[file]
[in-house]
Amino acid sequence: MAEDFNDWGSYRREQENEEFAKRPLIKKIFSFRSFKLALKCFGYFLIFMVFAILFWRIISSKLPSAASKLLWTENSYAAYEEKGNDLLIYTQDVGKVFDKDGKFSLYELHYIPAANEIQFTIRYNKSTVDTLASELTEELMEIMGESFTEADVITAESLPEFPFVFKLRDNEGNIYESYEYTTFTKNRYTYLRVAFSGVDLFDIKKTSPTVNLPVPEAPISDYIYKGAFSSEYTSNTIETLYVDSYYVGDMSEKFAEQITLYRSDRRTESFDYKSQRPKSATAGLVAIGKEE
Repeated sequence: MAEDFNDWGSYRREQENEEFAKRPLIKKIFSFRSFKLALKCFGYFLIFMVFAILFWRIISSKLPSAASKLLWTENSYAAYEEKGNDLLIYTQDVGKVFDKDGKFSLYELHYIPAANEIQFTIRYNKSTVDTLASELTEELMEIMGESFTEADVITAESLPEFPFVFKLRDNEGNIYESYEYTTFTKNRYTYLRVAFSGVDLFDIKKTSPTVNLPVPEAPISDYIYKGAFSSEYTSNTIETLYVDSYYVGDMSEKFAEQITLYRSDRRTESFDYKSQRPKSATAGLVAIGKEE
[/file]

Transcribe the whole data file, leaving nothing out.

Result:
[in-house]
Amino acid sequence: MAEDFNDWGSYRREQENEEFAKRPLIKKIFSFRSFKLALKCFGYFLIFMVFAILFWRIISSKLPSAASKLLWTENSYAAYEEKGNDLLIYTQDVGKVFDKDGKFSLYELHYIPAANEIQFTIRYNKSTVDTLASELTEELMEIMGESFTEADVITAESLPEFPFVFKLRDNEGNIYESYEYTTFTKNRYTYLRVAFSGVDLFDIKKTSPTVNLPVPEAPISDYIYKGAFSSEYTSNTIETLYVDSYYVGDMSEKFAEQITLYRSDRRTESFDYKSQRPKSATAGLVAIGKEE
Repeated sequence: MAEDFNDWGSYRREQENEEFAKRPLIKKIFSFRSFKLALKCFGYFLIFMVFAILFWRIISSKLPSAASKLLWTENSYAAYEEKGNDLLIYTQDVGKVFDKDGKFSLYELHYIPAANEIQFTIRYNKSTVDTLASELTEELMEIMGESFTEADVITAESLPEFPFVFKLRDNEGNIYESYEYTTFTKNRYTYLRVAFSGVDLFDIKKTSPTVNLPVPEAPISDYIYKGAFSSEYTSNTIETLYVDSYYVGDMSEKFAEQITLYRSDRRTESFDYKSQRPKSATAGLVAIGKEE